That balcony scene and kiss is basically Everything I Want In A Movie distilled into alcohol
posted by The Whelk at 10:58 AM on December 22, 2017


I was going to say something about this, but if you fill out the comment form wrong...


...THEY DOCK YA!
posted by Mr. Bad Example at 2:24 PM on December 22, 2017 [6 favorites]


It's weird to think that Paul Newman was in this movie, as he seems pretty forgettable in it. Sure, sure, he played an important role, but I can't think of any other Paul Newman movie that he wasn't the focus or at least co-star.
posted by skewed at 3:28 PM on December 22, 2017


Pants.
posted by computech_apolloniajames at 4:51 PM on December 22, 2017 [1 favorite]


Oh man, the typewriter scene.
Jennifer Jason Leigh is doing SO MUCH in that scene; not just the rapid-fire line delivery, but the gesture work is amazing, doing business as punctuation for it all, especially the drawer/Pulitzer/typewriter triple-slap on "well, come on down here hammerhead, and I'll show it to ya!"
Not to mention "and that's just potatoes Smitty, here comes the gravy".
posted by bartleby at 5:32 PM on December 22, 2017 [6 favorites]


I remember thinking this was a truly great movie until it fell apart about halfway through. Like, one of the best movies I'd ever seen, until it suddenly went bad. I'll have to check it out again sometime for a re-appraisal, but it left a very strong impression. Greatness, followed by a weird, tedious badness that seemed kind of deliberate, like they wanted to annoy you out of the theater.
posted by Ursula Hitler at 5:48 PM on December 22, 2017 [1 favorite]


Jennifer Jason Leigh's Mid-Atlantic accent is my favorite part of this wonderful movie (and the incredible production design). Coen Brothers at their best.
posted by Bee'sWing at 8:43 AM on December 23, 2017 [2 favorites]


The Hudsucker Proxy is my version
of a Capra Christmas
so much that I'm adding it to the Holiday Movie Club.
posted by the man of twists and turns at 11:02 AM on December 23, 2017 [1 favorite]


Re: Muncie Eagles...While not a Muncie city school, there actually is a Muncie area school whose mascot is the Eagle, and their colors are blue and gold. Go Delta! (My kids went there)
posted by Thorzdad at 2:42 PM on December 23, 2017 [2 favorites]


I want to say the reason I love it so is because it's got such a morbid intro, yet has the most unequivocally optimistic ending. As much as the Coens do satire well, the fact is, a lot of their stuff leaves me feeling darkly cynical inside afterwards, even Lebowski.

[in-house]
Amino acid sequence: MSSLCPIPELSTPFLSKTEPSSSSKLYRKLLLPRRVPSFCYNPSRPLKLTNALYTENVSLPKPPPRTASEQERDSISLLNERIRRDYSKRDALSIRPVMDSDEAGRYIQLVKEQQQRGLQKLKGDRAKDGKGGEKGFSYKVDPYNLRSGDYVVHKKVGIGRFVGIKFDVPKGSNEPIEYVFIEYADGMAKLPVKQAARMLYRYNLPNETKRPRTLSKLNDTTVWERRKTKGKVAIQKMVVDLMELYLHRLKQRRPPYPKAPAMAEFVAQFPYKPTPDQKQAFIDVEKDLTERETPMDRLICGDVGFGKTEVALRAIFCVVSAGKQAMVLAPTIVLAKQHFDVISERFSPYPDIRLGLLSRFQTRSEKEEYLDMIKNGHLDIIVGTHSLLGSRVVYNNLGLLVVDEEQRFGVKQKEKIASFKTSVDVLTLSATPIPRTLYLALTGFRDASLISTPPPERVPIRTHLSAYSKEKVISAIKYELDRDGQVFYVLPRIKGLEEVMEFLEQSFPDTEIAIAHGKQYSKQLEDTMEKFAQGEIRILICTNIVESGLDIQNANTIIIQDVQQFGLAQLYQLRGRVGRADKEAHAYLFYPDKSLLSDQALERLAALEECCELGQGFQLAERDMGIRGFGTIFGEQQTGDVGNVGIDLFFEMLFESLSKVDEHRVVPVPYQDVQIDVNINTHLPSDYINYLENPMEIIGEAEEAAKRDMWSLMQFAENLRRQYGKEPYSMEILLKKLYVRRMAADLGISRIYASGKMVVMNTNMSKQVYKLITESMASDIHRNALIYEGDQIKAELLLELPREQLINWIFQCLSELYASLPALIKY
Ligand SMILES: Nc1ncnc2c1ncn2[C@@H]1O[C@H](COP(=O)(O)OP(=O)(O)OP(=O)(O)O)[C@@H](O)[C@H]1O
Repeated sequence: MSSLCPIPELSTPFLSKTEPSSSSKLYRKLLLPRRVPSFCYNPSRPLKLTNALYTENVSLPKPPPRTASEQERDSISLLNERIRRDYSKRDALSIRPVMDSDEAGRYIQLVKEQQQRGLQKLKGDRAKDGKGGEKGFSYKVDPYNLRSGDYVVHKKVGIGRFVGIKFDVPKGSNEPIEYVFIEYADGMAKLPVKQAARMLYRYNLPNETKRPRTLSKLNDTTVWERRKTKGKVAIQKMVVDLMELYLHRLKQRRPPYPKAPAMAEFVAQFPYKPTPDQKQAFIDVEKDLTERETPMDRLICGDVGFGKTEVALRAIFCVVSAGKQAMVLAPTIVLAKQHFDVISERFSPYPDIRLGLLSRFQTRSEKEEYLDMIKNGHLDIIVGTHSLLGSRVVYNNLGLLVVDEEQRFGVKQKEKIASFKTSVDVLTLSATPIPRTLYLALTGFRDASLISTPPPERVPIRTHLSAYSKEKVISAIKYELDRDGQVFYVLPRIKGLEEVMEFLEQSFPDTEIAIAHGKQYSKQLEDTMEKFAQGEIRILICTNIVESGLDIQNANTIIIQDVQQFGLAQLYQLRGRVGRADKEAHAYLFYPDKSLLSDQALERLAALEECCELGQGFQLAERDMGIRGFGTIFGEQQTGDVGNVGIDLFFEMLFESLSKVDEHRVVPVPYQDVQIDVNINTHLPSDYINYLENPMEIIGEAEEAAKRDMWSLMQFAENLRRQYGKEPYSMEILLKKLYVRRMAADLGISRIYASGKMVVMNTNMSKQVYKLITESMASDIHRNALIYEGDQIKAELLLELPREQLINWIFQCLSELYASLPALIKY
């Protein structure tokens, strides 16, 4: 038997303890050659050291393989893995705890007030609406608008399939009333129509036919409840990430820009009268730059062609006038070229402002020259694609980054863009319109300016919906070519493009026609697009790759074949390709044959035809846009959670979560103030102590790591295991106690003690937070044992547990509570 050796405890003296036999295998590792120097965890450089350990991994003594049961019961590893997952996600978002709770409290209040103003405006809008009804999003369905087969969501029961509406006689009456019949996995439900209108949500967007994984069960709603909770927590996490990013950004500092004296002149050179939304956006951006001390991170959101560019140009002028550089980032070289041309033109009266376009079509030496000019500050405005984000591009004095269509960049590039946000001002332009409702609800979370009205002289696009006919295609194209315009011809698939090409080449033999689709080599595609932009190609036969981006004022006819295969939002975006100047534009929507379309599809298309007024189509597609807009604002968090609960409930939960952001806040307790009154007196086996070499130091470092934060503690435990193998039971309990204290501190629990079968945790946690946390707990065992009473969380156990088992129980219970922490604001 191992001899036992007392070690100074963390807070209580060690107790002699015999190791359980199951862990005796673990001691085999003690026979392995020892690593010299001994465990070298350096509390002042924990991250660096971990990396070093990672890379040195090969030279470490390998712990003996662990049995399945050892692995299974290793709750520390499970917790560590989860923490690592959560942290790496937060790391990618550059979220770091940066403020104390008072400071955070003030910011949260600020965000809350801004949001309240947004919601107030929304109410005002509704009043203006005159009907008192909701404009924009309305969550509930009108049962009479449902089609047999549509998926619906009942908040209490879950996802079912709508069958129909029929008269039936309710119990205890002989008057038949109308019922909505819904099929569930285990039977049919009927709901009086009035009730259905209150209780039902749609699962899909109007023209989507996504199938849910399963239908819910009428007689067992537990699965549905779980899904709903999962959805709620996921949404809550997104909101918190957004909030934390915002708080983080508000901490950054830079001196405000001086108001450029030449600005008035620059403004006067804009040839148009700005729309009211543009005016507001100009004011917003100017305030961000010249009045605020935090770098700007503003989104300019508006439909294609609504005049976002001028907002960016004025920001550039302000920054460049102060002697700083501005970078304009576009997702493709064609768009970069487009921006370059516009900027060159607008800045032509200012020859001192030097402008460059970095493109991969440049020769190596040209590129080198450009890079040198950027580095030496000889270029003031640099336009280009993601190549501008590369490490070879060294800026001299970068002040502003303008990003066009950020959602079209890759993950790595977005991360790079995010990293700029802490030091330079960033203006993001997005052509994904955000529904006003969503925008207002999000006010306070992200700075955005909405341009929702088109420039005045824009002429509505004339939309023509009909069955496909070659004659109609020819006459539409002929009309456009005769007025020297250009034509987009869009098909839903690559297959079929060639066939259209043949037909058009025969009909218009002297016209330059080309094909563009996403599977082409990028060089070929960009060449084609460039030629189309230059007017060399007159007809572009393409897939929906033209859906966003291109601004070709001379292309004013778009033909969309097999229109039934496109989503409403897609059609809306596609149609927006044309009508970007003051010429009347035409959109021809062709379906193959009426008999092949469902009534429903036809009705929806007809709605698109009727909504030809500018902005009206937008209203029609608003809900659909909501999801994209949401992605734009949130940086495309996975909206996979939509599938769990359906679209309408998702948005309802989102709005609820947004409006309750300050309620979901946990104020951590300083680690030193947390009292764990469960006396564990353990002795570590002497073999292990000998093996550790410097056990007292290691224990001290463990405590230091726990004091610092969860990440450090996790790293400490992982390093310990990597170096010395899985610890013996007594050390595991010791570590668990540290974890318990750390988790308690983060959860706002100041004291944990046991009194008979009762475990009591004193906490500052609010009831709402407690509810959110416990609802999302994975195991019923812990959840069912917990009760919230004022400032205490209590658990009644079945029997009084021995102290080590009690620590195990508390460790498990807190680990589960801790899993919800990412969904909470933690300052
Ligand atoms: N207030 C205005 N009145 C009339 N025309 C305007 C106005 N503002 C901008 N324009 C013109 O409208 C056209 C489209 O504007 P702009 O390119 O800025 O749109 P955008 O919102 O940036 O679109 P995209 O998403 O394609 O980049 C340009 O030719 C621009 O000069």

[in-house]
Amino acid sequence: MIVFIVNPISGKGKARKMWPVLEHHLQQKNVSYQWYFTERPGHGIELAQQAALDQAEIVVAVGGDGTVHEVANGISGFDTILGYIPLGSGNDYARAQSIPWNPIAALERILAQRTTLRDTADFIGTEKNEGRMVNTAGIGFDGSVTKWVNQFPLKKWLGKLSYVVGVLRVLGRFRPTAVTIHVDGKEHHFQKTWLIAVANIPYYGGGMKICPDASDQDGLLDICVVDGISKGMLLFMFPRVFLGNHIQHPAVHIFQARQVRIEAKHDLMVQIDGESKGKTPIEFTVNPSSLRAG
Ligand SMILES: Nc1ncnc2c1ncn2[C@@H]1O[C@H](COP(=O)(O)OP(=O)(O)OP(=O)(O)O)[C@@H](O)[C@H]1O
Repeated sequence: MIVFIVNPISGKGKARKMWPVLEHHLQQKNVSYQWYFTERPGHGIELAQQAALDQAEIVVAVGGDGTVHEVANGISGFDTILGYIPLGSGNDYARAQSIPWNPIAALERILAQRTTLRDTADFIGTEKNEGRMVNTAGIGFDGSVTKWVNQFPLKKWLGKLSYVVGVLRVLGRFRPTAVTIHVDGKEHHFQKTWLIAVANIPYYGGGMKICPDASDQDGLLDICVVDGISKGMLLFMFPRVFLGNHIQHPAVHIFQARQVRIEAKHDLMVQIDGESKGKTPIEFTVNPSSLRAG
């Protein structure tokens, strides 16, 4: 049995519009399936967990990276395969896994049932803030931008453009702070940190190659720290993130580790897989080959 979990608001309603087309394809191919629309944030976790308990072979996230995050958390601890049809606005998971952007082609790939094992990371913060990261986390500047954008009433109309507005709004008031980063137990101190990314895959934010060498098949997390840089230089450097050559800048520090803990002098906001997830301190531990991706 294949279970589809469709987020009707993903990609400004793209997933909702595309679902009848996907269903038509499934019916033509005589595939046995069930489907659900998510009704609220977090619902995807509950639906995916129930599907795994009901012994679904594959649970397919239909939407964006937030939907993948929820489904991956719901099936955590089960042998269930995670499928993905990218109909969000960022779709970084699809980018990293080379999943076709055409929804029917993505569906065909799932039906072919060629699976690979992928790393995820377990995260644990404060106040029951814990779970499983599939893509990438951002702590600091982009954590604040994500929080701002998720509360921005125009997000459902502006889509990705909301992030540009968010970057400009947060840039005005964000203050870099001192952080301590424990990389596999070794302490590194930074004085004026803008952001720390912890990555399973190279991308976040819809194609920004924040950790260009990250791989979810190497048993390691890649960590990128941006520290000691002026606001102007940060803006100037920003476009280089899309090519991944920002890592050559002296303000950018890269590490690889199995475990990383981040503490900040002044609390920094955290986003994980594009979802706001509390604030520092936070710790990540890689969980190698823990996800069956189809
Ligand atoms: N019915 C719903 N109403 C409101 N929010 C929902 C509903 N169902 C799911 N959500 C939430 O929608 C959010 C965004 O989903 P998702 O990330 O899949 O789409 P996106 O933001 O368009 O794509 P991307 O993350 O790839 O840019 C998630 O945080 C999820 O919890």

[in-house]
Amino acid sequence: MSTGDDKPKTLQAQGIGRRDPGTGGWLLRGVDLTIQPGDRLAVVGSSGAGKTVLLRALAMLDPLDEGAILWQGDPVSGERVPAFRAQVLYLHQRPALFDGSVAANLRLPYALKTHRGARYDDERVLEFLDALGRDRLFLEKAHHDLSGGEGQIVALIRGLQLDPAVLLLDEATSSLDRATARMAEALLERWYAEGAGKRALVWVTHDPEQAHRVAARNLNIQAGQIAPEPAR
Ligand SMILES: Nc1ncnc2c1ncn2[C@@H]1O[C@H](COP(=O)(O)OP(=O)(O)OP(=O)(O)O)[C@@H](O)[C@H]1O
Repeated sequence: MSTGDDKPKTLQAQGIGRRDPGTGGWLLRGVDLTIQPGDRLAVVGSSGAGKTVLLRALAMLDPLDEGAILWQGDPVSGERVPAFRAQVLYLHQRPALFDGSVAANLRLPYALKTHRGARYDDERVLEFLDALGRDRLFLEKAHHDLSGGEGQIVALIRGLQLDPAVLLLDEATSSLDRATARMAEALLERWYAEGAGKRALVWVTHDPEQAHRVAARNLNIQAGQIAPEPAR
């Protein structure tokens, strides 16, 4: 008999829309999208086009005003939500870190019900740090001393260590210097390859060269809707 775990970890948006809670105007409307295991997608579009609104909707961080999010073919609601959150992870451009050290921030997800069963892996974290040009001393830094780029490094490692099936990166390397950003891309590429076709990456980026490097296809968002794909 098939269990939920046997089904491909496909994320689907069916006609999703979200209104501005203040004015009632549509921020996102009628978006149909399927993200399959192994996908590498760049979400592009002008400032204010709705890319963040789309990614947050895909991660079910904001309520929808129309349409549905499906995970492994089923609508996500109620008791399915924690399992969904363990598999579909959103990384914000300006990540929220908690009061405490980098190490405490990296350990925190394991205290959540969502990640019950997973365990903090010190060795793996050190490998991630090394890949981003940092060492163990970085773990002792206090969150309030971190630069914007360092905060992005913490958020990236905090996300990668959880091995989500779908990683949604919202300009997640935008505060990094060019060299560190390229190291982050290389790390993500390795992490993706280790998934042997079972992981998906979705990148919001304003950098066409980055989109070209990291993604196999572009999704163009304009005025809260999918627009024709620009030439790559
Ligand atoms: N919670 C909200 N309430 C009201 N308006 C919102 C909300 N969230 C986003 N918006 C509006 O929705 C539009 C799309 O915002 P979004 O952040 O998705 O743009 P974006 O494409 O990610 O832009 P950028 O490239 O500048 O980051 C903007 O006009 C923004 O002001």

This does not. And that's despite it being modeled after a true story!
The death of Waring Hudsucker was inspired by a real-life incident. On February 3, 1975, Eli Black, the CEO of the United Fruit Company, smashed an office window with his briefcase and jumped to his death from the 44th floor of the Pan Am Building in New York City.
Also this bit of trivia, courtesy of IMDB: It's the only Coen brothers film that's rated PG.
posted by Unicorn on the cob at 6:21 PM on December 23, 2017 [1 favorite]


It's the only Coen brothers film that's rated PG.

You know, for kids!
posted by LionIndex at 6:41 PM on December 23, 2017 [19 favorites]


CheesesofBrazil: "underuse of Bruce Campbell"

Strong personal disagreement here. He's one of those people that takes me right out of a movie. Fortunately in the typewriter scene he's all but invisible as Jennifer Jason Leigh dominates every facet of their interaction.

One thing that hasn't been mentioned here yet is Carter Burwell's soundtrack. I have no idea how the man heard Aram Khachaturian's 'Adagio of Spartacus and Phrygia' and decided it would serve as the theme for this movie and yet it does, and so perfectly. If I sit and listen to that music with headphones on it gives me goosebumps and while that's like ... 90% Khachaturian's fault it wouldn't be exactly the same without Carter Burwell's choice to include it as the foundation to this tale. I would argue that it is as crucial to the identity of this film as Den bortkomne sauen (The Lost Sheep) is to Fargo.

I also really like the use of 'Sabre Dance' from Gayane (again, composed by Aram Khachaturian) during the hula hoop scene. Who would have thought that 1940s Soviet folk ballet music from an Armenian composer would perfectly support a movie set in late 1950s New York City, and in such wildly different scenes? I mean other than Carter Burwell, obviously.
posted by komara at 11:29 AM on December 26, 2017 [2 favorites]


My parents are visiting for the holidays, and we struggle to find movies that will entertain everyone. They love Oh Brother, and Fargo, but aren't the type to like Lebowski, so i asked if they had never seen Hudsucker.
They absolutely loved it, from the opening scene with the bus arriving to the It's a Wonderful Life -esque angel, the hula hoop and frisbee and JJL reminded them of young Kate Hepburn. The design and lighting, of course, were every movie from their younger days (they are depression era).
And now my mom knows why, when I show her something that she can't identify, I say "you know, for the kids" before i tell her what it really is. Love this movie.
posted by OHenryPacey at 10:57 AM on December 28, 2017 [2 favorites]


I should have known I'd find like-minded fans on Metafilter. Probably the most underrated Coen bros film out there. So much good stuff *not counting the mezzanine.*

"Hiya buddy, the name's Buzz, I got the fuzz, I make the elevator do what she does!"

Amy's con job narrated by the cabbies!

The Muncie fight song!

The hula hoop montage with the marketing guy silhouettes and slowmo hula hoop kid.

Okay - I'm off to watch this again...
posted by Start with Dessert at 2:11 AM on December 29, 2017 [1 favorite]


Rewatching this on New Years Eve, I remembered that I stole one of Sidney J. Mussburger's lines for a scene about bullying my church youth group put together and performed in a service...I was portraying one of the bullies, and we were gathered together talking about our target; one of the others mentioned how meek the guy was, and I said, "Sure sure, he's a jerk that we can really push around."
posted by doctornecessiter at 5:38 AM on January 4 [1 favorite]


The hula hoop montage with the marketing guy silhouettes and slowmo hula hoop kid.

Fun fact: One of the silhouetted marketing guys is Sam Raimi (the other is John Cameron, one of the producers).
posted by doctornecessiter at 5:40 AM on January 4 [1 favorite]